Speculative fiction is an all-encompassing term which includes science fiction, alternative history (fiction), horror and fantasy.
The term is often used among writers and publishers who wish to break out of what is commonly called the "sci-fi ghetto". There is an unfortunate tendency, among both many publishers and a large segment of the reading public, to expect only science fiction stories from a person who has once written science fiction. Writers such as Harlan Ellison (an outspoken advocate of the term) have deliberately rejected identification as a science fiction writer for precisely such reasons; they don't reject the science fiction genre (in which Ellison, for example, still participates) but they do reject pigeonholing their work.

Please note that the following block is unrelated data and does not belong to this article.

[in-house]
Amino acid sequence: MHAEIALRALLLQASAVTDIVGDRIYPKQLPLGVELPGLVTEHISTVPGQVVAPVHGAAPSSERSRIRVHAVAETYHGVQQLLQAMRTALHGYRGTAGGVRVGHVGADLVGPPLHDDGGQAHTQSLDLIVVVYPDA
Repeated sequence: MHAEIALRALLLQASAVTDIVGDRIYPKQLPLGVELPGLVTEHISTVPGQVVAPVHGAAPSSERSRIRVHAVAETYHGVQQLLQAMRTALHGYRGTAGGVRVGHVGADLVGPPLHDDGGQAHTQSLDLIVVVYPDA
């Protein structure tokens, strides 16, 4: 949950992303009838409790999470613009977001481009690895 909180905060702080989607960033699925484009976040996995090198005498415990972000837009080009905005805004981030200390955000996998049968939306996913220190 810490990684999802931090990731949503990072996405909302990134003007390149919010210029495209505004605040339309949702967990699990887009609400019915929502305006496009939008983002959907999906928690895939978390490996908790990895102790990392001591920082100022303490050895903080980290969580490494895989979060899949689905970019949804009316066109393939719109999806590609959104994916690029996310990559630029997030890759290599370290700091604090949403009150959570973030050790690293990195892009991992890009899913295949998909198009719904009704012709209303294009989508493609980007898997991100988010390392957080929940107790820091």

The abbreviation "sf" (usually spelled in lowercase, but occasionally uppercase) is often used to indicate either speculative fiction or what is traditionally known as "science fiction".
This term is coming into more frequent usage among younger fans who wish to break down the literary barriers between the horror, fantasy, and science fiction genres.
The term is also sometimes used without any implication of breaking down barriers or breaking out of the ghetto, simply as a convenient shorthand way to refer to multiple genres at once. A variation of this term is "Speculative Literature".
See also: Internet Speculative Fiction DataBase